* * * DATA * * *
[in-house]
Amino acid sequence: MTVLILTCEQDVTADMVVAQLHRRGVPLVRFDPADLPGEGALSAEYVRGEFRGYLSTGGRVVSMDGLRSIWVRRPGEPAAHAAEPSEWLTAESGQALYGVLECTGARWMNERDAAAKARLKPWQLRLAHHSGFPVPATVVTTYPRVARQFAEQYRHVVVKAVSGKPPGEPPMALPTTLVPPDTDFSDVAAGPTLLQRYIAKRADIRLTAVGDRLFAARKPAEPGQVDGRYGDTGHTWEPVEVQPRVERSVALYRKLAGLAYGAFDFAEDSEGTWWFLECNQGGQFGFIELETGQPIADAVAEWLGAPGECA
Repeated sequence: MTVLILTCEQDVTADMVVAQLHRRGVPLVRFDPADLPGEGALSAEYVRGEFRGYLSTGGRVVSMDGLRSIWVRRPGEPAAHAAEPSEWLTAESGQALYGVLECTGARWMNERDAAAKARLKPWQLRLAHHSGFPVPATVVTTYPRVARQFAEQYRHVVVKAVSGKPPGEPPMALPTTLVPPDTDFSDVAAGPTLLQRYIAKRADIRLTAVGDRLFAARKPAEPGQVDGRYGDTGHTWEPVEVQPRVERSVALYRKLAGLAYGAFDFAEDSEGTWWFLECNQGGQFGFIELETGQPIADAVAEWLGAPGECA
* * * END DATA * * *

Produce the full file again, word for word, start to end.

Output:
[in-house]
Amino acid sequence: MTVLILTCEQDVTADMVVAQLHRRGVPLVRFDPADLPGEGALSAEYVRGEFRGYLSTGGRVVSMDGLRSIWVRRPGEPAAHAAEPSEWLTAESGQALYGVLECTGARWMNERDAAAKARLKPWQLRLAHHSGFPVPATVVTTYPRVARQFAEQYRHVVVKAVSGKPPGEPPMALPTTLVPPDTDFSDVAAGPTLLQRYIAKRADIRLTAVGDRLFAARKPAEPGQVDGRYGDTGHTWEPVEVQPRVERSVALYRKLAGLAYGAFDFAEDSEGTWWFLECNQGGQFGFIELETGQPIADAVAEWLGAPGECA
Repeated sequence: MTVLILTCEQDVTADMVVAQLHRRGVPLVRFDPADLPGEGALSAEYVRGEFRGYLSTGGRVVSMDGLRSIWVRRPGEPAAHAAEPSEWLTAESGQALYGVLECTGARWMNERDAAAKARLKPWQLRLAHHSGFPVPATVVTTYPRVARQFAEQYRHVVVKAVSGKPPGEPPMALPTTLVPPDTDFSDVAAGPTLLQRYIAKRADIRLTAVGDRLFAARKPAEPGQVDGRYGDTGHTWEPVEVQPRVERSVALYRKLAGLAYGAFDFAEDSEGTWWFLECNQGGQFGFIELETGQPIADAVAEWLGAPGECA